The two unmarked metal bins sitting in a storage lot in Los Angeles' garment district hold artifacts from one of the most shocking events in modern American history: equipment and fixtures from the pantry where Robert F. Kennedy was fatally wounded June 5, 1968.
The 29 items from the now-demolished Ambassador Hotel, including chandelier lights, wainscoting and the ice machine behind which assassin Sirhan Sirhan may have hid, face an uncertain fate.
Are they really the stuff of history? Do they enhance national memory? And what is to be done with them as school officials prepare to build a campus on the former hotel site?
As with anything connected to assassinations and the Kennedys, answers do not come easily.
Some preservationists contend the collection should be used in a re-creation of the pantry at the school. Some historians want the artifacts given to a museum or library for permanent safekeeping. The Kennedy family wants all of them destroyed and kept out of the hands of ghoulish collectors.
"It's a very difficult set of issues to discuss, and people feel very strongly about them," said Nicola Longford, executive director of the Sixth Floor Museum at Dealey Plaza, the Dallas institution devoted to the Nov. 22, 1963, assassination of President Kennedy.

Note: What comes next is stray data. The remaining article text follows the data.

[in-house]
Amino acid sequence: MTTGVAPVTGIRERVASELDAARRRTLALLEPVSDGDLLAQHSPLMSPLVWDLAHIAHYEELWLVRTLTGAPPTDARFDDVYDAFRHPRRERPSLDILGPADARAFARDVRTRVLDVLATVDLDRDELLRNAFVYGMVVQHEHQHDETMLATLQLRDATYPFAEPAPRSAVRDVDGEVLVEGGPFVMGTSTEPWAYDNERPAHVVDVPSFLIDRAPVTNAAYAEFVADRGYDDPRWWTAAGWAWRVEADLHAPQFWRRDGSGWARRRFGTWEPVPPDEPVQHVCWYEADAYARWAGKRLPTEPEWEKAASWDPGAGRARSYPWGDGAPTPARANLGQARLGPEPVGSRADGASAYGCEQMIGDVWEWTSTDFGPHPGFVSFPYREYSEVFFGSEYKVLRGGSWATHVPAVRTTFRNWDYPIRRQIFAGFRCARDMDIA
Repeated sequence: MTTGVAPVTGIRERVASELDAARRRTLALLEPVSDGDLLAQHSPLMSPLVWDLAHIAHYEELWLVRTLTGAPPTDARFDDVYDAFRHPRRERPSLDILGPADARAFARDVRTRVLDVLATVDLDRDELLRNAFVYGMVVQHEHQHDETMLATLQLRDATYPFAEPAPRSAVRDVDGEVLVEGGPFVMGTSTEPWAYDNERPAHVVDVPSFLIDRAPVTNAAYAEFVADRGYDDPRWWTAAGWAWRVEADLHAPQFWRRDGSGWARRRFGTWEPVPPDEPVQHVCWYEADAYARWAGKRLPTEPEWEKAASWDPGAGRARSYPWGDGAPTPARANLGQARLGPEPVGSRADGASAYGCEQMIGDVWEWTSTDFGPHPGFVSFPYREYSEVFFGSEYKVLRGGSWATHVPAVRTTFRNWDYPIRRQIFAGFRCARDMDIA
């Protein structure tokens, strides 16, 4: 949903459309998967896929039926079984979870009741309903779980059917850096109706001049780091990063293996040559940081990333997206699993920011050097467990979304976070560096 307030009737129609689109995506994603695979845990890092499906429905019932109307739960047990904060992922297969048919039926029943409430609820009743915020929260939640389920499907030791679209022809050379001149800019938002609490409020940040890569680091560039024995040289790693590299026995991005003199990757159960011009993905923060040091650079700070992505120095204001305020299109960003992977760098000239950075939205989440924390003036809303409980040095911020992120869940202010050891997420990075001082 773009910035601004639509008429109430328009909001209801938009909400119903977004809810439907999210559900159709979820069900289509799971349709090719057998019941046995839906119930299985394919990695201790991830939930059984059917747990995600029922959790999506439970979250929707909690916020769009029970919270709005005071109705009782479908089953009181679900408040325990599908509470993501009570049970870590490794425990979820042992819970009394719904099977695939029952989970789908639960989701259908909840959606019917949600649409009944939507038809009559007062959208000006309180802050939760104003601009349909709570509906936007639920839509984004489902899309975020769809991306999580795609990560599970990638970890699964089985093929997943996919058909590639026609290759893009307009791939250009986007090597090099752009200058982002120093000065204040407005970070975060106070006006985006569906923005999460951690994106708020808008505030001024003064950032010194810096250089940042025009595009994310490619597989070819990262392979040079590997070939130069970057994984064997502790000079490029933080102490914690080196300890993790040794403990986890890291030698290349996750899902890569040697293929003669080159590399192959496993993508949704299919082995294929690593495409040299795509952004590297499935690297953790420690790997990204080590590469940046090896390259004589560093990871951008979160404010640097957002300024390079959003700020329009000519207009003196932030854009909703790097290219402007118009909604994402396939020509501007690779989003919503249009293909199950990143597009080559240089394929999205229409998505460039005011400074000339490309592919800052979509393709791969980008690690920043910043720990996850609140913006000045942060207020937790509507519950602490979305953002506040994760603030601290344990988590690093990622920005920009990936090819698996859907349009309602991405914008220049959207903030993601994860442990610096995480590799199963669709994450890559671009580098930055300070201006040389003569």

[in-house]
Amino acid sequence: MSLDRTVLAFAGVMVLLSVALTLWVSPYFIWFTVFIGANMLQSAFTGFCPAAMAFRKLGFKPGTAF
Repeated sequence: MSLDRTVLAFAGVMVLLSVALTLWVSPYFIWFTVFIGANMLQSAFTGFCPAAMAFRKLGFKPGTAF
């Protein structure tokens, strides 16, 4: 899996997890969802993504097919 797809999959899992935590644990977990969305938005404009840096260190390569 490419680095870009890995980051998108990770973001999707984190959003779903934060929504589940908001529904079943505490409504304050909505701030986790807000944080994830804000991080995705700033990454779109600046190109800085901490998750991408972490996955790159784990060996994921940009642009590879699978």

In December, a commission appointed by the Los Angeles Unified School District to consider memorializing Robert Kennedy at the new school urged that the Wilshire district campus not include any assassination artifacts. Instead, it said the K-12 school for 4,240 students might honor Kennedy in other ways: naming the campus after him, teaching about the social issues he cared about, or building a park with public art extolling his values.
"We didn't want to celebrate the death. We wanted to celebrate his life, particularly his ideals," said commission chairman Cruz Reynoso, a former state Supreme Court justice.
Earlier environmental studies had declared that the pantry was "exceptionally significant" and should be preserved in some manner. Subsequent plans called for it to be moved as a whole or in pieces for reconstruction at the school later.